I think this is a great explanation.Here's my general thoughts on tipping on Amtrak:
Opinions vary wildly on what's an acceptable tip, although the most common figures I've seen range between $5-$10/night for quality service, up to about $20/night for exceptional service. That said, Amtrak staff are paid a standard wage (not a minimal "tipped wage" as is common in restaurants) so a gratuity should not be seen as an obligation, but rather a token of appreciation for quality service.
Many people also tip when using the dining car or having meals delivered to their room. In these cases, two common ways people tip is by doing a set tip for each meal (often $2 for breakfast, $3 for lunch, and $5 for dinner) or tipping as they would at a restaurant. If you have meals delivered to your room and wish to tip, you'd typically tip your SCA when they deliver the meal. That said, the dining car staff is also paid a standard wage, not a "tipped wage," and these should similarly be seen as a token of appreciation for quality service rather than an obligation.
With my first trip on Amtrak where I’ll spend nights on the train (CZ) what are the appropriate amounts to tip in the dining car and to the SCA if I’m in a roomette???
I always hand the tip when stepping off the train or in the hallway just prior to my stop.
In the Dining Car, I always tip the first meal, if a long trip. I found that the staff will remember and though they shouldn't, they have made sure those who tip are taken care of.
I’m wondering if anyone ever tipped or heard of someone tipping a Airline Stewardess / Flight Attendants for services while flying. I haven’t.
Agree with your historical/cultural tradition explanation for railroad, but air travel from nautical? Have you taken a cruise?People tip on trains because that's the historical/cultural tradition. Air travel came later, and has nautical roots instead of railroading roots, so the there's no tradition/culture of tipping there. But, there are those who will bring the flight attendants gifts such as chocolates in hopes of getting better service or comped alcohol on board.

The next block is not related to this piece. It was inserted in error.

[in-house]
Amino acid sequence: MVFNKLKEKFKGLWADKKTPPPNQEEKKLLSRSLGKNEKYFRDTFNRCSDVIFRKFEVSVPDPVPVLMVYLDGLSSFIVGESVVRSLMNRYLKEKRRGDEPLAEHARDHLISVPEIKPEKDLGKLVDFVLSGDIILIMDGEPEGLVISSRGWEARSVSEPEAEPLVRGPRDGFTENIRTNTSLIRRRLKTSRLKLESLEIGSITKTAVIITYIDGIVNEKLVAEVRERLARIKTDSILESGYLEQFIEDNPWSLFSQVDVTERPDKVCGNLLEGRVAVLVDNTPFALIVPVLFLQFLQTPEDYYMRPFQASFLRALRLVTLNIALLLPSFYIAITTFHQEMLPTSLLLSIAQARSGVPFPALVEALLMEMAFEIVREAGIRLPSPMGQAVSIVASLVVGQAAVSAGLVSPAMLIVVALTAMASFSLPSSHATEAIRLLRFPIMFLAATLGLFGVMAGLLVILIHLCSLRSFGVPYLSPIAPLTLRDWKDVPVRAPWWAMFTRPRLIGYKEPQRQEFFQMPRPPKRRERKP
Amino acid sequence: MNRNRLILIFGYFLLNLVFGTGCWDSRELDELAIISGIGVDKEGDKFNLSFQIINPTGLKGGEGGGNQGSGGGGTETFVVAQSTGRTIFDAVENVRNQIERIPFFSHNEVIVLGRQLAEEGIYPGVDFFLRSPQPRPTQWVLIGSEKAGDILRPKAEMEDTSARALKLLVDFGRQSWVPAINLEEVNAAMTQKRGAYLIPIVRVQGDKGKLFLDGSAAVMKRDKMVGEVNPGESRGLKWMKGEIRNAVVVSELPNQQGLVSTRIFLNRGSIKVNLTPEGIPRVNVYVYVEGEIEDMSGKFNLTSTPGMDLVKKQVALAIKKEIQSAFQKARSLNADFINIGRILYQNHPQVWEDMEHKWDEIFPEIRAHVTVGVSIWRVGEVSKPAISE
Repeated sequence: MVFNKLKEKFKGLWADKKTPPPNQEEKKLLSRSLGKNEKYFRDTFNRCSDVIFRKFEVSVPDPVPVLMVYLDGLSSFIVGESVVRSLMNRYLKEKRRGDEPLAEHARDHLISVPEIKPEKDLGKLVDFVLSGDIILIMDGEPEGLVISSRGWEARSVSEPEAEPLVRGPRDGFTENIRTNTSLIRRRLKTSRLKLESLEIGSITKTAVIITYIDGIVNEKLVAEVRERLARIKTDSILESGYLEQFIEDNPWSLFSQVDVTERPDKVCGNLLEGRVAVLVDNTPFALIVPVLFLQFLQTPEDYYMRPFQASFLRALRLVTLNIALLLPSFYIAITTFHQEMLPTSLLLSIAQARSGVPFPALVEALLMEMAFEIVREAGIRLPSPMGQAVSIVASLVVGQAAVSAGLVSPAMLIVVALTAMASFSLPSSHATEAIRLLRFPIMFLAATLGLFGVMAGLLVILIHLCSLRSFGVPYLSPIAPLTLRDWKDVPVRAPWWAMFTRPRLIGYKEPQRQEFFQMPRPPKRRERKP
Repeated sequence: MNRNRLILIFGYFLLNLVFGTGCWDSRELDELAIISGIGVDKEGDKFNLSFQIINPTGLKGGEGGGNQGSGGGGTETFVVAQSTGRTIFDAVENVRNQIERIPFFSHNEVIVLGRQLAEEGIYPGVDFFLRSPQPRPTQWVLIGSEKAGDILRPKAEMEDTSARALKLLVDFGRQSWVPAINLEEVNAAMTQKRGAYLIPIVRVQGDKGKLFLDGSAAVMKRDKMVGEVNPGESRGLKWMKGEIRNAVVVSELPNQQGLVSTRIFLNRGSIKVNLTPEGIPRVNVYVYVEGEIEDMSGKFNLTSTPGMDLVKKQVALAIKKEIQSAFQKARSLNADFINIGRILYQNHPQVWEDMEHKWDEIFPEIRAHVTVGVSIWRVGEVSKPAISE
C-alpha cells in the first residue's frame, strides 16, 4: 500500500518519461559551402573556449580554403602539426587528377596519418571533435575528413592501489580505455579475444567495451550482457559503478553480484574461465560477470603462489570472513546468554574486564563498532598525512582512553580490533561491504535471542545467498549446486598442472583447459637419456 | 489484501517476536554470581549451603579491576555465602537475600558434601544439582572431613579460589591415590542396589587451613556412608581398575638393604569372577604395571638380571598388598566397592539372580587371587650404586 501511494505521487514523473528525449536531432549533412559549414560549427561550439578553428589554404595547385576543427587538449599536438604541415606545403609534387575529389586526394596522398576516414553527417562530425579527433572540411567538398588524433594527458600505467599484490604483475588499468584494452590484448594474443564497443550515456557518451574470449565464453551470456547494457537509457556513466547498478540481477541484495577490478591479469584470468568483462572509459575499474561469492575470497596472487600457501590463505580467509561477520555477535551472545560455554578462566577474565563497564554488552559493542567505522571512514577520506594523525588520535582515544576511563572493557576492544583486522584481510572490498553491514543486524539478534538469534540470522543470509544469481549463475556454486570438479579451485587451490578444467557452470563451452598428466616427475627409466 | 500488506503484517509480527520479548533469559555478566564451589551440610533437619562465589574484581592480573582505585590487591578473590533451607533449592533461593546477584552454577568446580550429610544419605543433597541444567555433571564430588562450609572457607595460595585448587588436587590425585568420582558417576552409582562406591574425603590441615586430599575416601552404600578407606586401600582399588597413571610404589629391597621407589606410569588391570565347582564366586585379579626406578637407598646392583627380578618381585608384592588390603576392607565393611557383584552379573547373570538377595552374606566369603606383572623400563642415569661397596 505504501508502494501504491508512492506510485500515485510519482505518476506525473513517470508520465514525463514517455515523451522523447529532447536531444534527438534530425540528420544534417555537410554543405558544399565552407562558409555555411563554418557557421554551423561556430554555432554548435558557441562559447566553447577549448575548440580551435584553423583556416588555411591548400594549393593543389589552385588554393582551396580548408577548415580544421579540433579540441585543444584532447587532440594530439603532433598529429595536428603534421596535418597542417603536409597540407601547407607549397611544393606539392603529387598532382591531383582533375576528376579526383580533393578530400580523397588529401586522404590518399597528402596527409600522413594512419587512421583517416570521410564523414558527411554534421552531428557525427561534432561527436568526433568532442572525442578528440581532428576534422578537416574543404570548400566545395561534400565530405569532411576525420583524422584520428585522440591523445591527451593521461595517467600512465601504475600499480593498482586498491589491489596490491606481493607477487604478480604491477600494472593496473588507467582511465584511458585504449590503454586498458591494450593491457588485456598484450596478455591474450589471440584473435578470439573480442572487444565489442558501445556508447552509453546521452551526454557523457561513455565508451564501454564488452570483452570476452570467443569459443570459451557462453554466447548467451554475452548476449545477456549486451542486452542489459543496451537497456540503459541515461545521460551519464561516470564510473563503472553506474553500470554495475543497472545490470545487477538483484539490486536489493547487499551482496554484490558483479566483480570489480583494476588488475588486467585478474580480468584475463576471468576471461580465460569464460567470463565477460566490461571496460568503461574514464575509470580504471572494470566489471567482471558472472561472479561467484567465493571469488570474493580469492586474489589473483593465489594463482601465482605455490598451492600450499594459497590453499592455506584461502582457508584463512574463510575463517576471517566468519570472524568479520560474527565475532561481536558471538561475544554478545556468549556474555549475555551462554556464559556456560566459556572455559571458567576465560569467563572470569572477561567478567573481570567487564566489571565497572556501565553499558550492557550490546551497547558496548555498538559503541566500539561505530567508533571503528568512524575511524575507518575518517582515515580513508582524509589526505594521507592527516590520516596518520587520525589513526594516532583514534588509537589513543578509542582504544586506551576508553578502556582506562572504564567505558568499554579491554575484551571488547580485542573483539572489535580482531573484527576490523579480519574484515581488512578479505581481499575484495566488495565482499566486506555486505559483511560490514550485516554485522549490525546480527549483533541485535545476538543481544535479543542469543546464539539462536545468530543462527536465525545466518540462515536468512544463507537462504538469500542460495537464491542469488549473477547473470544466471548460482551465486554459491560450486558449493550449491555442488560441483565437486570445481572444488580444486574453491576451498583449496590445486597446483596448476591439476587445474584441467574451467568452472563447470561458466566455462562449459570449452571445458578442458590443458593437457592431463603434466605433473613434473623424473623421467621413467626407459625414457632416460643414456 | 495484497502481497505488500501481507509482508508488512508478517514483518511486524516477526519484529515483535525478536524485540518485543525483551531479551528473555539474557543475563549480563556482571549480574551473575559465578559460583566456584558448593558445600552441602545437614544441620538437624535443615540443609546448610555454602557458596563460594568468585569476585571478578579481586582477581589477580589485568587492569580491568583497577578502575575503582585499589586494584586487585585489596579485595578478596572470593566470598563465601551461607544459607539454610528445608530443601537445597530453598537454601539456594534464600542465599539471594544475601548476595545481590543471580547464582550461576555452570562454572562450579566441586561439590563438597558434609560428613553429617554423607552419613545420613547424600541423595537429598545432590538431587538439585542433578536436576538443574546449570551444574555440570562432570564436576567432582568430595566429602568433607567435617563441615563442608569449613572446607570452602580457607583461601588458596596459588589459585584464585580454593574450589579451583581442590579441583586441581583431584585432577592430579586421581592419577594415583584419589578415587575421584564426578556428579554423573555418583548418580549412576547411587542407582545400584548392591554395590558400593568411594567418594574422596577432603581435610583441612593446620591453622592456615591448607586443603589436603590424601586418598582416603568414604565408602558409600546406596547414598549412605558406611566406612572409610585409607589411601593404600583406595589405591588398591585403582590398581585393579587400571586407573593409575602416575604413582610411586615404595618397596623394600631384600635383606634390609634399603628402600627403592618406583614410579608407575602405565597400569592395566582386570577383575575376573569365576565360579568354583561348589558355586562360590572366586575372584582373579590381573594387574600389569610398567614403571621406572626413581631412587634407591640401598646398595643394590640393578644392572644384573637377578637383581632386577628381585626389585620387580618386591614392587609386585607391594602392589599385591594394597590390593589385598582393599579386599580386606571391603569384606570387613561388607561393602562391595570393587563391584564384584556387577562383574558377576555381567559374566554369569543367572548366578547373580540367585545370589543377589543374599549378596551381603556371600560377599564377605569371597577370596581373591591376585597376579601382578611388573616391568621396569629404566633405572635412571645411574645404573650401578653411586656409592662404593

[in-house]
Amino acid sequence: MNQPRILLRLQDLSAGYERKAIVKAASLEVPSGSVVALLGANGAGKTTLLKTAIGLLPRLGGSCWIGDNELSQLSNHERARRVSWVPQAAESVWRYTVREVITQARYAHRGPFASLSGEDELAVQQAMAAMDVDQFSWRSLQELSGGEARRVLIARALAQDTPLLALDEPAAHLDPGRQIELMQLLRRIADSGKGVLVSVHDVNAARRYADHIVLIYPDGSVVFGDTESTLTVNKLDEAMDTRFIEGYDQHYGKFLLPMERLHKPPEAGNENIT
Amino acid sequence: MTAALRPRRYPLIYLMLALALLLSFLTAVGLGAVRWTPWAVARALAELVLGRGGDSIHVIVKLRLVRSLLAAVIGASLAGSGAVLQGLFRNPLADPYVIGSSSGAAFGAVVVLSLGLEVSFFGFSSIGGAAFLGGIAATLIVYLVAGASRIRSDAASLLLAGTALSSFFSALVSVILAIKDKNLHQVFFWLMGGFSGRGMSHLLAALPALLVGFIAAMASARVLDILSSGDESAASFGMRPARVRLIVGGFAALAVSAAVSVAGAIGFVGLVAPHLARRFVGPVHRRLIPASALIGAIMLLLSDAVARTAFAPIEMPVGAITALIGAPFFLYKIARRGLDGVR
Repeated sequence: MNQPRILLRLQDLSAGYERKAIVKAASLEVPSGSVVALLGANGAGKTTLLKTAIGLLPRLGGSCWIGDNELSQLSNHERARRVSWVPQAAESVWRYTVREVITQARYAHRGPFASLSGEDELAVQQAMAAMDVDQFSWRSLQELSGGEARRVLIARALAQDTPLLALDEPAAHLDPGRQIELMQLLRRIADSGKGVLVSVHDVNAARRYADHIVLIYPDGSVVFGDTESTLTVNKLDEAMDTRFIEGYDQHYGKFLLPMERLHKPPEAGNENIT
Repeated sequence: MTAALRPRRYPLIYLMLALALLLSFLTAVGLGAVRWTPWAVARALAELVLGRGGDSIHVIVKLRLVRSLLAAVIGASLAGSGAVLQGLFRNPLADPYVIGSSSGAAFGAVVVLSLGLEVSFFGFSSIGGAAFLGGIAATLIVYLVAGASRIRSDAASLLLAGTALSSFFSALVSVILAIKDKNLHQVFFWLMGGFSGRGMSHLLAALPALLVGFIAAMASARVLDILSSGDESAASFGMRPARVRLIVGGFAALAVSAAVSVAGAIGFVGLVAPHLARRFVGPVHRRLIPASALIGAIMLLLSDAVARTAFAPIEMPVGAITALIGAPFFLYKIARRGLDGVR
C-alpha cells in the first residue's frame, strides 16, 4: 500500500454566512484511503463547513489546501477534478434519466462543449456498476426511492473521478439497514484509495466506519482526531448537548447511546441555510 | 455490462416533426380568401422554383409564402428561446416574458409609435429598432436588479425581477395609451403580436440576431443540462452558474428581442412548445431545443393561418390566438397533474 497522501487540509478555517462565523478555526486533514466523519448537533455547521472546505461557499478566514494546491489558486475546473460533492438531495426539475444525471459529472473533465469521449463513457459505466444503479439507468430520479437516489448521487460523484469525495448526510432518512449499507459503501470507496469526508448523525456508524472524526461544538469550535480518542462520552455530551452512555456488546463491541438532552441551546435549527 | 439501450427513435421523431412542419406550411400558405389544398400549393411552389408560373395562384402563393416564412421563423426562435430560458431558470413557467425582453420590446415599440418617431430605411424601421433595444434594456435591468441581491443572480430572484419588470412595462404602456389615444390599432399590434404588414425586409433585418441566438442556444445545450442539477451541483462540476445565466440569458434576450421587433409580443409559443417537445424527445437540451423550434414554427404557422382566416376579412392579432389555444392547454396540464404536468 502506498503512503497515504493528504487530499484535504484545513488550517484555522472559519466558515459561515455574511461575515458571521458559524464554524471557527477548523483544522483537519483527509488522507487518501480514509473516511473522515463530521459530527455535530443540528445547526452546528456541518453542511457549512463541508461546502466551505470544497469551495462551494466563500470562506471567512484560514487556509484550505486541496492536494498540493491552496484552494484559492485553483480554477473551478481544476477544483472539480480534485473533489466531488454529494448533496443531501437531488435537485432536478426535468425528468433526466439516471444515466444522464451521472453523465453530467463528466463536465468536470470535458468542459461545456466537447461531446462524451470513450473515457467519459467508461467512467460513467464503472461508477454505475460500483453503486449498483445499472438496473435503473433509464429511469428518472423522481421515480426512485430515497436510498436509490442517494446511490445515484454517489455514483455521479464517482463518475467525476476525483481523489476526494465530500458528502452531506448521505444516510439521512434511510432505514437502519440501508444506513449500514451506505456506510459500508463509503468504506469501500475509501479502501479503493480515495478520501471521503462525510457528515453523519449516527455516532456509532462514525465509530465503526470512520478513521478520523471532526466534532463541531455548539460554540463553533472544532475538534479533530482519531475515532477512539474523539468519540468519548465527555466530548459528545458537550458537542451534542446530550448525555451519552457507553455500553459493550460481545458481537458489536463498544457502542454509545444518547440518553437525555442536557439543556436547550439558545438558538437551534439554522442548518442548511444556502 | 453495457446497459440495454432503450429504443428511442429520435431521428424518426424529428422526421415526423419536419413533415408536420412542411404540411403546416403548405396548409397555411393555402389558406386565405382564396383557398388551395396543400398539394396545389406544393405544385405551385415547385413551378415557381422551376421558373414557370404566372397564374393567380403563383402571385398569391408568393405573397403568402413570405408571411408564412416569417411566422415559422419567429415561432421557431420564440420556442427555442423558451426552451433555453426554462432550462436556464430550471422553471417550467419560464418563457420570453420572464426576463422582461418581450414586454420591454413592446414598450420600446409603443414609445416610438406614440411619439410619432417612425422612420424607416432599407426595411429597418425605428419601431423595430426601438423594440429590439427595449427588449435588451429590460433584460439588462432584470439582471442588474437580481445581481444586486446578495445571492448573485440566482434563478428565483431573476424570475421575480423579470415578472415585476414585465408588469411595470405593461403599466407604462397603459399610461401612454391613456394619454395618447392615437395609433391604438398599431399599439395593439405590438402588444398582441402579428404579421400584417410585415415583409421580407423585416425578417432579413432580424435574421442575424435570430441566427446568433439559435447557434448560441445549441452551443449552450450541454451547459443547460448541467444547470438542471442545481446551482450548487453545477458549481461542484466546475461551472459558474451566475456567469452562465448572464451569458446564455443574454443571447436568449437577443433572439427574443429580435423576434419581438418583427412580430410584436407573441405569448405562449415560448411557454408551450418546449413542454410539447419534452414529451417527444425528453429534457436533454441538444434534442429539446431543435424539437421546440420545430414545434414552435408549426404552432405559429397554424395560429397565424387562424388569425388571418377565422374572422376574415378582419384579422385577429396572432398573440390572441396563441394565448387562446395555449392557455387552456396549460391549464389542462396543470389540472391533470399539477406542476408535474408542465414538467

I think the situation in cruises should be compared with what happens on rail cruises, maybe like Rocky Mountaineer and not on what happens on common carriers, The common carriers are more like coastal steamer and ferry services which provide transportation, and not an "experience".Agree with your historical/cultural tradition explanation for railroad, but air travel from nautical? Have you taken a cruise?
I have gotten in the habit tipping my SCA before my stop (before everyone is occupied with de-training).I always hand the tip when stepping off the train or in the hallway just prior to my stop.
I have not taken equivalent transportation trips on coastal steamers in the US such as there may be.
Agree with your historical/cultural tradition explanation for railroad, but air travel from nautical? Have you taken a cruise?